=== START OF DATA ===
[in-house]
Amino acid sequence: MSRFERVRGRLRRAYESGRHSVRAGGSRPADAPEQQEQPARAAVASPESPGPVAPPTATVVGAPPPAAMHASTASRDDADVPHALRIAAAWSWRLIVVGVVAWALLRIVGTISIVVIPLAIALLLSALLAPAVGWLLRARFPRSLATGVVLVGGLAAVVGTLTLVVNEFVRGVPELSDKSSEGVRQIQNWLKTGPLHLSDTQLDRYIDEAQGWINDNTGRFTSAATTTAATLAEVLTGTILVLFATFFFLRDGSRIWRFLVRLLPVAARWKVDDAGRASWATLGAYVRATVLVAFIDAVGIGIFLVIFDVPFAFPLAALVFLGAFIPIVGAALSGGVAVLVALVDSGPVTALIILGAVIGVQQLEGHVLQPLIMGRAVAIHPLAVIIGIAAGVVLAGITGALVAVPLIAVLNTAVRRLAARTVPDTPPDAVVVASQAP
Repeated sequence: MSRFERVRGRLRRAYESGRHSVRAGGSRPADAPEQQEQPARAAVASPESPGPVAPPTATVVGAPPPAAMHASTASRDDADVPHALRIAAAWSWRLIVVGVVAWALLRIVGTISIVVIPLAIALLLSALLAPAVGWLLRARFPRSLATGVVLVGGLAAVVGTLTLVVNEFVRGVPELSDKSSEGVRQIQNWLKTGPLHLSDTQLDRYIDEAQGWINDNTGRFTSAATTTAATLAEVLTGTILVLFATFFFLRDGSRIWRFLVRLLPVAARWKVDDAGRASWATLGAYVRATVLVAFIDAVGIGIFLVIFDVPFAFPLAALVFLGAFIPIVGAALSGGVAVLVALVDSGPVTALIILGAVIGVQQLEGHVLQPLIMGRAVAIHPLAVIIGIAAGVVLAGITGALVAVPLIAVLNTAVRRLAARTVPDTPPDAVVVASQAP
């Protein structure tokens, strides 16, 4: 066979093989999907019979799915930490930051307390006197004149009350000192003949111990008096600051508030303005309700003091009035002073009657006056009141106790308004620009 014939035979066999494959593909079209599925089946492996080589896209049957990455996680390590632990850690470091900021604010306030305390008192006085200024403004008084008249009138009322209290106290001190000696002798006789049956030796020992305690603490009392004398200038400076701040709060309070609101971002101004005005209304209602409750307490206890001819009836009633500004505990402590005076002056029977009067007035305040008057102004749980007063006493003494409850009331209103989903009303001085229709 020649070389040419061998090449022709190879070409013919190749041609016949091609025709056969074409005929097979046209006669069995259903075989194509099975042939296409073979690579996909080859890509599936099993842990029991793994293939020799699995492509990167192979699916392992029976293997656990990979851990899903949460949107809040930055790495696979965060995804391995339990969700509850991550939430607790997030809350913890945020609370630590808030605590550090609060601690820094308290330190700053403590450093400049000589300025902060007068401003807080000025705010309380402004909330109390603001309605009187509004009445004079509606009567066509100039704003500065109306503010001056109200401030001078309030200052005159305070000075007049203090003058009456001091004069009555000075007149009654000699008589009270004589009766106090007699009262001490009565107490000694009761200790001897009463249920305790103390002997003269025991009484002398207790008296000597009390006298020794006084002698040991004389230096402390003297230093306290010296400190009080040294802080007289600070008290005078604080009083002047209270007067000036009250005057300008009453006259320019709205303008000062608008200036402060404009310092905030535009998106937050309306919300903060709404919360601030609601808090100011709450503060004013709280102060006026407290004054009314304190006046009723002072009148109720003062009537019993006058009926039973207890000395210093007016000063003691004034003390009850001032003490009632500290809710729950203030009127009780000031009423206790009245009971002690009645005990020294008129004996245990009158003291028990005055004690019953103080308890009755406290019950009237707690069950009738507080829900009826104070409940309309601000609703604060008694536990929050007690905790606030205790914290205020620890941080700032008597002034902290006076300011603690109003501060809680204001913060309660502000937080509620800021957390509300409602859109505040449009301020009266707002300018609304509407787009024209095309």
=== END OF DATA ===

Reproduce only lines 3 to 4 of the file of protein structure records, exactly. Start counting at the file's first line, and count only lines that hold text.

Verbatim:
Repeated sequence: MSRFERVRGRLRRAYESGRHSVRAGGSRPADAPEQQEQPARAAVASPESPGPVAPPTATVVGAPPPAAMHASTASRDDADVPHALRIAAAWSWRLIVVGVVAWALLRIVGTISIVVIPLAIALLLSALLAPAVGWLLRARFPRSLATGVVLVGGLAAVVGTLTLVVNEFVRGVPELSDKSSEGVRQIQNWLKTGPLHLSDTQLDRYIDEAQGWINDNTGRFTSAATTTAATLAEVLTGTILVLFATFFFLRDGSRIWRFLVRLLPVAARWKVDDAGRASWATLGAYVRATVLVAFIDAVGIGIFLVIFDVPFAFPLAALVFLGAFIPIVGAALSGGVAVLVALVDSGPVTALIILGAVIGVQQLEGHVLQPLIMGRAVAIHPLAVIIGIAAGVVLAGITGALVAVPLIAVLNTAVRRLAARTVPDTPPDAVVVASQAP
């Protein structure tokens, strides 16, 4: 066979093989999907019979799915930490930051307390006197004149009350000192003949111990008096600051508030303005309700003091009035002073009657006056009141106790308004620009 014939035979066999494959593909079209599925089946492996080589896209049957990455996680390590632990850690470091900021604010306030305390008192006085200024403004008084008249009138009322209290106290001190000696002798006789049956030796020992305690603490009392004398200038400076701040709060309070609101971002101004005005209304209602409750307490206890001819009836009633500004505990402590005076002056029977009067007035305040008057102004749980007063006493003494409850009331209103989903009303001085229709 020649070389040419061998090449022709190879070409013919190749041609016949091609025709056969074409005929097979046209006669069995259903075989194509099975042939296409073979690579996909080859890509599936099993842990029991793994293939020799699995492509990167192979699916392992029976293997656990990979851990899903949460949107809040930055790495696979965060995804391995339990969700509850991550939430607790997030809350913890945020609370630590808030605590550090609060601690820094308290330190700053403590450093400049000589300025902060007068401003807080000025705010309380402004909330109390603001309605009187509004009445004079509606009567066509100039704003500065109306503010001056109200401030001078309030200052005159305070000075007049203090003058009456001091004069009555000075007149009654000699008589009270004589009766106090007699009262001490009565107490000694009761200790001897009463249920305790103390002997003269025991009484002398207790008296000597009390006298020794006084002698040991004389230096402390003297230093306290010296400190009080040294802080007289600070008290005078604080009083002047209270007067000036009250005057300008009453006259320019709205303008000062608008200036402060404009310092905030535009998106937050309306919300903060709404919360601030609601808090100011709450503060004013709280102060006026407290004054009314304190006046009723002072009148109720003062009537019993006058009926039973207890000395210093007016000063003691004034003390009850001032003490009632500290809710729950203030009127009780000031009423206790009245009971002690009645005990020294008129004996245990009158003291028990005055004690019953103080308890009755406290019950009237707690069950009738507080829900009826104070409940309309601000609703604060008694536990929050007690905790606030205790914290205020620890941080700032008597002034902290006076300011603690109003501060809680204001913060309660502000937080509620800021957390509300409602859109505040449009301020009266707002300018609304509407787009024209095309």